AmpliPhi Biosciences will combine with C3J Therapeutics to create what it says will be a leader in targeted bacteriophage therapeutics.
The combined NYSE American-listed company will boast a broad clinical-stage pipeline, including a Phase I/II-ready natural phage candidate targeting bacteremia, and a synthetic phage candidate targeting respiratory infections expected to enter Phase I later this year.
In a conference call discussing the planned merger, Paul Grint, CEO of San Diego, California-based AmpliPhi Biosciences, said the joint entity will be “a leader in the development of targeted bacteriophage therapeutics.”
Bacteriophages, or simply ‘phages,’ are viruses that infect and replicate within bacteria and archaea.
Using phages to treat bacterial infections has a long history, though it has only been extensively used when access to antibiotics has been limited, for example in the Soviet Union. But with increasing resistance to antibiotics and Big Pharma losing interest in developing substitutes, phages could represent a major opportunity.
Merging with C3J brings AmpliPhi a “partnered synthetic bacteriophage program with a US based global pharmaceutical company,” Grint told stakeholders. “The proposed merger was established to better capitalized company with greater resources to develop and commercialize targeted bacteriophage therapeutics, which will continue to be publicly listed.”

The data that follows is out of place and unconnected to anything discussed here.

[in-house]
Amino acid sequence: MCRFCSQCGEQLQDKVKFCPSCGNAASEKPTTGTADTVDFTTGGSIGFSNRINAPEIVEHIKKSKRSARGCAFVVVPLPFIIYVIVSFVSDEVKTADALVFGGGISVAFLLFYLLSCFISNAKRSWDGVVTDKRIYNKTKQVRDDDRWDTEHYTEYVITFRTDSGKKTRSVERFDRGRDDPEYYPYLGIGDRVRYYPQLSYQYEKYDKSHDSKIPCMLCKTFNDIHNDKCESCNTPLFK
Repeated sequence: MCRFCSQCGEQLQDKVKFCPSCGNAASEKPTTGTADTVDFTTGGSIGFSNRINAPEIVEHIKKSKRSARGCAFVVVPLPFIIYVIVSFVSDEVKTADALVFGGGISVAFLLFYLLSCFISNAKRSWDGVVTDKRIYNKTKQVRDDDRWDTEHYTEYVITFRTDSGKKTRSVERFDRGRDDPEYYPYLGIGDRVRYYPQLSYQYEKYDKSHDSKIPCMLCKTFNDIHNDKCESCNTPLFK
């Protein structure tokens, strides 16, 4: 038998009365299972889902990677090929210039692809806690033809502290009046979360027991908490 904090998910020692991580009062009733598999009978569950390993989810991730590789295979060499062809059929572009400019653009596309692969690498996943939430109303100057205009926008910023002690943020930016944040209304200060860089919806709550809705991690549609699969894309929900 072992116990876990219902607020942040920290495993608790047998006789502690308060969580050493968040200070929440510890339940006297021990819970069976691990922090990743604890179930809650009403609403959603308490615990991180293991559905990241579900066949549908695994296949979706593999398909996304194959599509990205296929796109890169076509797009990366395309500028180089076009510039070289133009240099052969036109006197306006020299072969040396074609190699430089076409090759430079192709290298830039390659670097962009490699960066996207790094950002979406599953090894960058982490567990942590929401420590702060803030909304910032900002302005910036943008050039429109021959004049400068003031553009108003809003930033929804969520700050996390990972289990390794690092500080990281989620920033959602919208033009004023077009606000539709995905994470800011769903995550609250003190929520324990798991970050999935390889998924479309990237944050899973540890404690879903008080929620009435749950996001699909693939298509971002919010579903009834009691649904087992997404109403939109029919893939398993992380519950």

He added: “This is especially important now at the time when key regulatory bodies, including the US Food and Drug Administration and the World Health Organization recognize the eminent threat posed by increased antimicrobial resistance.”
After the deal closes, C3J securityholders will own approximately 70% of the combined company, while AmpliPhi securityholders will own approximately 30% of the combined company. Certain C3J shareholders have also committed to invest $10 million to the new entity to help fund preclinical and clinical programs.
AmpliPhi has a 600m2 GMP manufacturing plant in Ljubljana, Slovenia, and C3J has operations in Los Angeles.
“We believe this is a key differentiator for the combined company in this exciting field,” said Todd Patrick, CEO of C3J. “The combination of our two companies takes place against the backdrop of the rising and unmet medical needs created by antibiotic resistant infections. Our shared philosophy is that phage can bring a solution to this urgent public health threat.”
While the merger may result in over-capacity, he said the current plan is to “keep both facilities fully operational and we will just have to see as we move along what the needed capacity is depending on our own programs and partner programs.”